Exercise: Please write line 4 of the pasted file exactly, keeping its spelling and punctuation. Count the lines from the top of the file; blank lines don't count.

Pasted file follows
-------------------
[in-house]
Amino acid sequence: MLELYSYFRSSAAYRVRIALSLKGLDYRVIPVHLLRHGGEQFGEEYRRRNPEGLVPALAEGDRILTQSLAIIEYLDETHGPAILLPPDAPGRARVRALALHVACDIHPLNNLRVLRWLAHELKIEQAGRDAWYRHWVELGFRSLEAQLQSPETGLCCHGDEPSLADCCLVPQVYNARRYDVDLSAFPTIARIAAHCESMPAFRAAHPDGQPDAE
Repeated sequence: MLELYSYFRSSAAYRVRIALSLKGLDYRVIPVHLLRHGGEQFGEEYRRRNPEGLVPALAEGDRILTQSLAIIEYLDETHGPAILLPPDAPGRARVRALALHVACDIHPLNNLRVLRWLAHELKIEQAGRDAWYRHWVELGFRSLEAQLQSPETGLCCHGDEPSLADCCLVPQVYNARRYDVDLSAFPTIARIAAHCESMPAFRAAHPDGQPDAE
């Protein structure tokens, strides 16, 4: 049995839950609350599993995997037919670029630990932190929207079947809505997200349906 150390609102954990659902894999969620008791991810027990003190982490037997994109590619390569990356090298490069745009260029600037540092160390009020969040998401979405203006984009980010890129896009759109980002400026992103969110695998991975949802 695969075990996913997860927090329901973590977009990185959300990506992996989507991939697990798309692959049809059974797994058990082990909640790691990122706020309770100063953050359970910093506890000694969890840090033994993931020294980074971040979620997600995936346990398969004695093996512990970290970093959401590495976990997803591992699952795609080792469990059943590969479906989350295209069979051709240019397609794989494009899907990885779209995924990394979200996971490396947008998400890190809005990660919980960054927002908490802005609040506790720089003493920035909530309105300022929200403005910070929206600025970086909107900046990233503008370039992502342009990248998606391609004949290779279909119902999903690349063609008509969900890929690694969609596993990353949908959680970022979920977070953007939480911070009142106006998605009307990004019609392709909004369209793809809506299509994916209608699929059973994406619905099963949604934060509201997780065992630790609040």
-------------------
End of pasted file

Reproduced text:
């Protein structure tokens, strides 16, 4: 049995839950609350599993995997037919670029630990932190929207079947809505997200349906 150390609102954990659902894999969620008791991810027990003190982490037997994109590619390569990356090298490069745009260029600037540092160390009020969040998401979405203006984009980010890129896009759109980002400026992103969110695998991975949802 695969075990996913997860927090329901973590977009990185959300990506992996989507991939697990798309692959049809059974797994058990082990909640790691990122706020309770100063953050359970910093506890000694969890840090033994993931020294980074971040979620997600995936346990398969004695093996512990970290970093959401590495976990997803591992699952795609080792469990059943590969479906989350295209069979051709240019397609794989494009899907990885779209995924990394979200996971490396947008998400890190809005990660919980960054927002908490802005609040506790720089003493920035909530309105300022929200403005910070929206600025970086909107900046990233503008370039992502342009990248998606391609004949290779279909119902999903690349063609008509969900890929690694969609596993990353949908959680970022979920977070953007939480911070009142106006998605009307990004019609392709909004369209793809809506299509994916209608699929059973994406619905099963949604934060509201997780065992630790609040």